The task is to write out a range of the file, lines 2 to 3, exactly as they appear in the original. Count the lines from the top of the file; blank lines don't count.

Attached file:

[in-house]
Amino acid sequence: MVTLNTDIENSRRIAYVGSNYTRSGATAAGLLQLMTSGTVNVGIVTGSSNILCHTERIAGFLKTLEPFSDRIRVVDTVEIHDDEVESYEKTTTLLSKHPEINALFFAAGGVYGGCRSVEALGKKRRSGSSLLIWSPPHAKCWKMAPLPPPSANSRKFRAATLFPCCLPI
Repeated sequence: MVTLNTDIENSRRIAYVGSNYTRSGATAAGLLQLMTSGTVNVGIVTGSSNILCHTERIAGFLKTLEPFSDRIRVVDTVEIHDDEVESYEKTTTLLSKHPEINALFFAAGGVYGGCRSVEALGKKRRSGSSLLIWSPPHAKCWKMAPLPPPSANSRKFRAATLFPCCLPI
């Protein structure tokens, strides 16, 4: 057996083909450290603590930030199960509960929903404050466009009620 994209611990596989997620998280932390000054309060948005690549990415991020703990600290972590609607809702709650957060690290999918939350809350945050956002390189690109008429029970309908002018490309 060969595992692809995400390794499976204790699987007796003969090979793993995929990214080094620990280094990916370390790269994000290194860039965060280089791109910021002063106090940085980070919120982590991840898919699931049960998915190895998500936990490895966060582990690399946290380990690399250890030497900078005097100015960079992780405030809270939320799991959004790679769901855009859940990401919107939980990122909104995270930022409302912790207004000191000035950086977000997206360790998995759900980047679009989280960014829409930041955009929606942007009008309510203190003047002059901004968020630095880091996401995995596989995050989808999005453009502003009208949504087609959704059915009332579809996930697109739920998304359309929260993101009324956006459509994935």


Amino acid sequence: MVTLNTDIENSRRIAYVGSNYTRSGATAAGLLQLMTSGTVNVGIVTGSSNILCHTERIAGFLKTLEPFSDRIRVVDTVEIHDDEVESYEKTTTLLSKHPEINALFFAAGGVYGGCRSVEALGKKRRSGSSLLIWSPPHAKCWKMAPLPPPSANSRKFRAATLFPCCLPI
Repeated sequence: MVTLNTDIENSRRIAYVGSNYTRSGATAAGLLQLMTSGTVNVGIVTGSSNILCHTERIAGFLKTLEPFSDRIRVVDTVEIHDDEVESYEKTTTLLSKHPEINALFFAAGGVYGGCRSVEALGKKRRSGSSLLIWSPPHAKCWKMAPLPPPSANSRKFRAATLFPCCLPI